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Desire or determination – what motivates us to think differently?

Desire or determination – what motivates us to think differently?

The concept of motivation remains a quandary for me. Motivation is so intrinsic to the psycho-emotional frame* of every individual – and can also be influenced by the situational environment – that there is no single point of reference for motivation. I know what motivates me – based on my beliefs and values- but what is important or meaningful to me may have little significance for someone else. This makes defining motivation in human beings difficult, and understanding what makes people think and do… complex.

So what drives motivation? Is it our egos that desire an experience to provide gratification in the moment or the satisfaction of achieving the result? Or is it our altruistic ambition to do something for the benefit of others? Or is it simply to meet a human need to belong and be part of the ‘herd’?  

There is no question that motivation has a strong correlation to creativity. Motivation is a central psychological factor to ensure creativity is applied in realising the outcome of innovation. Design Thinking requires the ability to problem solve in patterns. Specific problem solving patterns in design thinking tend to be determined by experiential and situational reasoning than by analytical and rational thinking. Yet, emotions also play a part in how people respond in situations.

In order to harness our emotional response for positive effect, it is useful to understand their purpose.  Emotions aren’t sense-making systems, but rather a biological learnt coping mechanism that assists us to ‘survive’, i.e. when we are in danger, our emotional “brain’ takes control and communicates with our body to respond to protect us. However, emotions also enable us to be empathetic and subjective. Yet, sometimes they can get in the way of our thinking because we allow our subjective thinking to determine how we interpret situations.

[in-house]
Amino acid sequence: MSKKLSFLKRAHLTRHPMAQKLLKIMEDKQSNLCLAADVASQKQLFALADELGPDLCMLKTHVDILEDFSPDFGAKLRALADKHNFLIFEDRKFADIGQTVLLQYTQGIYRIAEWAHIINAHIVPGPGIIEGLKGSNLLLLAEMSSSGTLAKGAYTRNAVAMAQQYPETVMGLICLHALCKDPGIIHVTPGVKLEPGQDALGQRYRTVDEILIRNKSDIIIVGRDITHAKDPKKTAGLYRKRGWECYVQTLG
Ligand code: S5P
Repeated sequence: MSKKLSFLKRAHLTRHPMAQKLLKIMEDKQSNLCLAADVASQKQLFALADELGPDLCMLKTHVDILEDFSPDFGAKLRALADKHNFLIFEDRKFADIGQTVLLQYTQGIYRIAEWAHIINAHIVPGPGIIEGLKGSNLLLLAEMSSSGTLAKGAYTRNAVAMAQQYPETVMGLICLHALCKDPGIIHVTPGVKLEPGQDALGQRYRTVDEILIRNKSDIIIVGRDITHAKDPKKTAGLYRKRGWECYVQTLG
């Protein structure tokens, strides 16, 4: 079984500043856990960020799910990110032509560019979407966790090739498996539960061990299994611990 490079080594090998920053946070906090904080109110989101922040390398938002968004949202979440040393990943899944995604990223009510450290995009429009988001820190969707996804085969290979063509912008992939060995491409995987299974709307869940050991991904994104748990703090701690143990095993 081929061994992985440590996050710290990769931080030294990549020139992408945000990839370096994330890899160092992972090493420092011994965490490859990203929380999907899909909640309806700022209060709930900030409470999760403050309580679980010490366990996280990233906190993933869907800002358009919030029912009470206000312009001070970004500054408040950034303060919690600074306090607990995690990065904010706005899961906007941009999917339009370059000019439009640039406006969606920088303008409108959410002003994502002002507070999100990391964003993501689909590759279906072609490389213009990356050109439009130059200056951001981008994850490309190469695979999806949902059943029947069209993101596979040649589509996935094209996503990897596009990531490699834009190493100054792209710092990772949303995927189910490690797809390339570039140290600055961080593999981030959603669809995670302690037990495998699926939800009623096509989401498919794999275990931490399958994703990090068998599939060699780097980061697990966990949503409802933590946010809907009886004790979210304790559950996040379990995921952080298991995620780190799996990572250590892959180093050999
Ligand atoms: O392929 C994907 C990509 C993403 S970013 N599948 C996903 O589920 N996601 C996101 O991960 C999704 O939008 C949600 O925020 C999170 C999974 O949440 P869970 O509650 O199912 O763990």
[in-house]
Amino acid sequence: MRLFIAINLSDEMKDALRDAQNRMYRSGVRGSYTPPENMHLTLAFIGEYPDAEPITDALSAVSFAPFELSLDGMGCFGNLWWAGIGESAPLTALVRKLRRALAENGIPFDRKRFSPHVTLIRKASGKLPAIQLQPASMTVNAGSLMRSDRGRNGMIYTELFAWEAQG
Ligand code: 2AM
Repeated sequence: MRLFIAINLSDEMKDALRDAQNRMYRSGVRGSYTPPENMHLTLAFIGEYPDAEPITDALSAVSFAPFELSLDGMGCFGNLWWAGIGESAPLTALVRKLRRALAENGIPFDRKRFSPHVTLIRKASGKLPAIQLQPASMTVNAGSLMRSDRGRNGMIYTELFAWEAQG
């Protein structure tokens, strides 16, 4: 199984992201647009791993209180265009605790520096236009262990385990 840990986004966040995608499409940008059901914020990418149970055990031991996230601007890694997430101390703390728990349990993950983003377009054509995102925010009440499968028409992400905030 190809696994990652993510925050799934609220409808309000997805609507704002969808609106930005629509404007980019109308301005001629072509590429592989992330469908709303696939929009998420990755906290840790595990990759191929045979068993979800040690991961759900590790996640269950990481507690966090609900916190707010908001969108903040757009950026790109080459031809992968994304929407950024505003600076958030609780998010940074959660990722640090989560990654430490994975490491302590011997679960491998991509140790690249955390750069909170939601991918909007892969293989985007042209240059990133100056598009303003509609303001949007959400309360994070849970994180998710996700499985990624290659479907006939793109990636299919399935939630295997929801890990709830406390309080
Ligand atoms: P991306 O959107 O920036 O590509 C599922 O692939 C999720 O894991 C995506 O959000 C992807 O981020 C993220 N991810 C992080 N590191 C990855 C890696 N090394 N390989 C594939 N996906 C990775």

For this reason, to harness the benefit of the Design Thinking process, it is vital to maintain an ‘open-mind’ when we process and interpret what we observe. Further, our ‘view’ isn’t the only one that counts. Design thinking is a multi-disciplinary undertaking that requires multiple perspectives. To execute design thinking successfully requires a contribution from the design team working together. Further, an environment in which creativity is encouraged and promoted goes hand in glove with teamwork.

Also, the organisational culture and the climate within a design team itself has an impact on motivation in design thinking. There are positive factors that enhance the design process and negative elements that impede it. Leadership, supervisory encouragement, freedom and challenging work enhance innovative team outcomes while organisational system, process and procedural impediments can present limitations and barriers to success.

Thus, it is important for executive decision makers to give the design process autonomy within the organisational matrix. Creative people are sometimes best left alone to come up with the best ideas and solutions.

Those who know their ideas are worth being considered and can prove the value that they will bring to business need to be brave and lead with conviction to go against the ‘tide’ of what other people say and do.

To those who have ever been or are in this space, I know how psychologically and emotionally tough and lonely it can be. There are times when you just want to give up. Don’t!… because you are not alone and it is people like you who dare to dream and take bold steps to follow through with actions that create change.

Eventually, your ideas will receive attention and you’ll be recognised for them.


* frame refers to the psychological interpretation of a situation according to personal beliefs



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